• Communities are aware about the needs, and motivated to improve the quality of life of PWDs and their family members.
  • The barriers faced by PWDs and their families are reduced or removed.
  • Communities are knowledgeable about CBR and how community resources can be used to develop and sustain CBR programmes.
  • Communities participate in planning, implementing and managing CBR programmes.

Political participation[edit | edit source]

The main goal of the element political participation is to enable PWDs to participate in political and public life on an equal basis with others. CBR program ensures that PWDs and their families have adequate knowledge, information, skills and information about political participation and the opportunities for participation are also accessible to them. The program also works to make issues of disability visible so that PWDs are integrated into political decision-making and are at the center of development policies and programmes. [11]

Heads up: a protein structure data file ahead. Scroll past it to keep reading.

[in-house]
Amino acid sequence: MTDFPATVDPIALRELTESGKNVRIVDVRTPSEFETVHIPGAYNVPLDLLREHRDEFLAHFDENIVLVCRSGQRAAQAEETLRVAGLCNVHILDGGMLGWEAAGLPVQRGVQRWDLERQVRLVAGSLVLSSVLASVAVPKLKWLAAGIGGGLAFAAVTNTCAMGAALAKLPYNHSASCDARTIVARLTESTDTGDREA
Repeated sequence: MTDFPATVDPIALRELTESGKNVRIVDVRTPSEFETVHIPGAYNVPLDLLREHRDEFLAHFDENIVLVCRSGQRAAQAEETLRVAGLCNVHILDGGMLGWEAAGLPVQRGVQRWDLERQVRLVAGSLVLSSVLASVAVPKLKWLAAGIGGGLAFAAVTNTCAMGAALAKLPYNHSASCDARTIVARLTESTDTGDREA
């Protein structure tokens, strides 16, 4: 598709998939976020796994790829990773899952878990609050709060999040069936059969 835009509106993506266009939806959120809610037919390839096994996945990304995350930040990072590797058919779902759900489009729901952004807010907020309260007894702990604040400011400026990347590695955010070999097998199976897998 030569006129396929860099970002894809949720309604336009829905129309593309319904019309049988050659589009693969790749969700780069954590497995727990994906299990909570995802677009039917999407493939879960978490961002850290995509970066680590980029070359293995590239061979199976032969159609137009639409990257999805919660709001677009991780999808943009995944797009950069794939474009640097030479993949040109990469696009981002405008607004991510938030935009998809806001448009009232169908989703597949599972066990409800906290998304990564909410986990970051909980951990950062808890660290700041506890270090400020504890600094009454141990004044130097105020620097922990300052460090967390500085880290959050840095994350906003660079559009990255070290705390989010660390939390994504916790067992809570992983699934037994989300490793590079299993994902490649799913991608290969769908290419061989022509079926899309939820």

The desirable outcome of the CBR program focused on political participation are[11]:

  • CBR personnel are aware about the political system.
  • PWDs and their family members are aware about the political participation.
  • Governments and civil society are aware of disability issues and the rights of PWDs and their families to participate in political processes.
  • Challenges faced by PWDs in political processes are minimized or removed.

Self-help groups[edit | edit source]

CBR program focused on this element provides assistance and support to PWDs and their families to form new self-help groups or support the existing ones. The main goal of creating self-help groups is that PWDs and their family members are able to resolve common problems in group, improve their individual strength and quality of life.[11]

The desirable outcome of this element are[11]:

  • There are self-help groups in local communities for PWDs and their family members.